The first poly layer is a floating gate, the second poly layer a controlling gate.
The floating gate and the controlling gate are overlapped and the floating gate is formed having a ziz-zag shape so as to decrease tunneling voltage effects by increasing the electric field between the overlapped gates. Tunneling voltage is further reduced by increasing the number of parallel floating gate regions in a ziz-zag. The electron charge mass charging a floating gate is regulated by an external voltage Vprog applied to a controlling gate contact. The floating gate-source voltage Vfs (not shown), at the beginning, is determined by the capacitance between the floating gate-controlling gate and the floating gate-substrate.
When the floating gate-controlling gate voltage is sufficient to generate a tunnel voltage effect, the voltage Vfs increases exponentially.
Therefore, the electron change mass at the floating gate can be controlled by the magnitude of the applied voltage, the pulse width, and the number of the pulse. For a detailed discussion of the semiconductor physics principles inherent in the floating gate structure of FIGS. 5A and 5B, read "Hardware Annealing in Analog VLSI Neurocomputing" by Bang W. Lee et al, Kluwer Academic Publishers 1991, pp. 104-112; incorporated herein by reference.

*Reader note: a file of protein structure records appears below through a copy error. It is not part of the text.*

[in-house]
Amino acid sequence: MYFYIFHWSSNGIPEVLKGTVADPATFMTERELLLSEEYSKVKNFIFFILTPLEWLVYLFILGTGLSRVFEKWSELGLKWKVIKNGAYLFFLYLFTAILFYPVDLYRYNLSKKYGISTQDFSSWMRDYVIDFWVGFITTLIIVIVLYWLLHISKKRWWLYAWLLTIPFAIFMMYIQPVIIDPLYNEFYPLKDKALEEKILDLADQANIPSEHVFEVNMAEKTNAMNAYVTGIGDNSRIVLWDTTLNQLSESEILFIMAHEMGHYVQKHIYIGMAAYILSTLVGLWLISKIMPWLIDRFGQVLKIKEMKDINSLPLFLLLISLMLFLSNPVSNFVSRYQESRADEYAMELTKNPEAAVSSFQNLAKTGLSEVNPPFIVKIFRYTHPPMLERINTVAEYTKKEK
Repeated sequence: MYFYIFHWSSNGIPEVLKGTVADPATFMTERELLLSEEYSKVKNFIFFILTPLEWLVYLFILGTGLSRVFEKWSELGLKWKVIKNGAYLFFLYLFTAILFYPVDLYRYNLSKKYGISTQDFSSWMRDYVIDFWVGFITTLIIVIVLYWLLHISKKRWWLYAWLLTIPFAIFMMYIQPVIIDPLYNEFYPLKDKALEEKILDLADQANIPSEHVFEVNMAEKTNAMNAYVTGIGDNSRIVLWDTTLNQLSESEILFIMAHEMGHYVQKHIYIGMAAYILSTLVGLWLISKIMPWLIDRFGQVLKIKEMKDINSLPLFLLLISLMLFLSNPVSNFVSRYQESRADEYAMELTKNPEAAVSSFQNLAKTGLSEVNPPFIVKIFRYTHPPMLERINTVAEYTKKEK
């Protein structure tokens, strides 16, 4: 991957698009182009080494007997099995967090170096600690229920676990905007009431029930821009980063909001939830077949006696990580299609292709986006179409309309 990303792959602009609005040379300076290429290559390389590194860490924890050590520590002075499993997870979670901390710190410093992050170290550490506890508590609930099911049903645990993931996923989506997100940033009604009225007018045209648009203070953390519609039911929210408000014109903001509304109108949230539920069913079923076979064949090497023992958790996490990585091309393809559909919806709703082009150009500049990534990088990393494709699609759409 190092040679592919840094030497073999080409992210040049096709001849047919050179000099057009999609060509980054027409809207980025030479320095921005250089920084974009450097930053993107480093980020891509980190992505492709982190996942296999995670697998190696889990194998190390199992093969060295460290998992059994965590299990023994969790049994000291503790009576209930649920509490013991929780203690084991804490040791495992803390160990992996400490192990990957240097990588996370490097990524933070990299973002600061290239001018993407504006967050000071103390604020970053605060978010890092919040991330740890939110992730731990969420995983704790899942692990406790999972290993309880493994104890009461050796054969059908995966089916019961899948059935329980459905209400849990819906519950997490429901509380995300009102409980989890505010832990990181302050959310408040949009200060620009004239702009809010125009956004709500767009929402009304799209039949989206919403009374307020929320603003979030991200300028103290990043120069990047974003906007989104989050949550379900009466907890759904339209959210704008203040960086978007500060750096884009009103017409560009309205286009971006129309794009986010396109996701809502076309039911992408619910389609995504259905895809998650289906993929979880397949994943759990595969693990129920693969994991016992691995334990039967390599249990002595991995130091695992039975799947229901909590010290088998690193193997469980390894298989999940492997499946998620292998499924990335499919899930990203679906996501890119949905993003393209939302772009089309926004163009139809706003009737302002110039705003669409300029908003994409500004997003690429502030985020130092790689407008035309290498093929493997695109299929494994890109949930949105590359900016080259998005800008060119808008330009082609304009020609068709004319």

As a result, because the electron charge mass at the floating gate does not change with time, this gate can be made to function a capacitor of the present invention. Furthermore, because the electron charge mass of the capacitor fabricated in the manner described above does not vary with to temperature, a reference voltage provided therefrom also does not change with temperature and the OP AMP input offset voltage will not effect output reference voltage VREF. As a result, compared with conventional bandgap reference circuits, the influence of an input offset voltage of the OP AMP largely decreases and deterioration of the circuit overtime and changing temperature is prevented.
The preferred embodiments described above are illustrative and not restrictive. The scope of the invention being indicated by the appended claims and all variations which come within the meaning of the claims are intended to be embraced therein.